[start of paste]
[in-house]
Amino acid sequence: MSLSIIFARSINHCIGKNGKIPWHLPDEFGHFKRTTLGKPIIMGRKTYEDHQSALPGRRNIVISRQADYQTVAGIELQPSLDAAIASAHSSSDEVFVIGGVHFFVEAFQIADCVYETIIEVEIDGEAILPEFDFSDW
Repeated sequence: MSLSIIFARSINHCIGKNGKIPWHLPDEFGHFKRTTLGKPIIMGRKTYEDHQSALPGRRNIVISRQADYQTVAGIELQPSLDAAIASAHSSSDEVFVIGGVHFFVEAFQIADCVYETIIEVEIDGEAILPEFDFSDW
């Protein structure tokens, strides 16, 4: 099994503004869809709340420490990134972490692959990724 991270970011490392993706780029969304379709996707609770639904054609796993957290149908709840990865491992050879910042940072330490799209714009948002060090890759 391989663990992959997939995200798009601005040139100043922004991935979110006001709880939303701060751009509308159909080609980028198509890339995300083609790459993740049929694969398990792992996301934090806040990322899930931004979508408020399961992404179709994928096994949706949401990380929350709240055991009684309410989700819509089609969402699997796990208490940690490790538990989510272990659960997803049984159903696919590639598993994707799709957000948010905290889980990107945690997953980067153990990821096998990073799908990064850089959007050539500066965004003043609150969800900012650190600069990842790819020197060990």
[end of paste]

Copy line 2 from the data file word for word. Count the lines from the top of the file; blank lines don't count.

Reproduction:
Amino acid sequence: MSLSIIFARSINHCIGKNGKIPWHLPDEFGHFKRTTLGKPIIMGRKTYEDHQSALPGRRNIVISRQADYQTVAGIELQPSLDAAIASAHSSSDEVFVIGGVHFFVEAFQIADCVYETIIEVEIDGEAILPEFDFSDW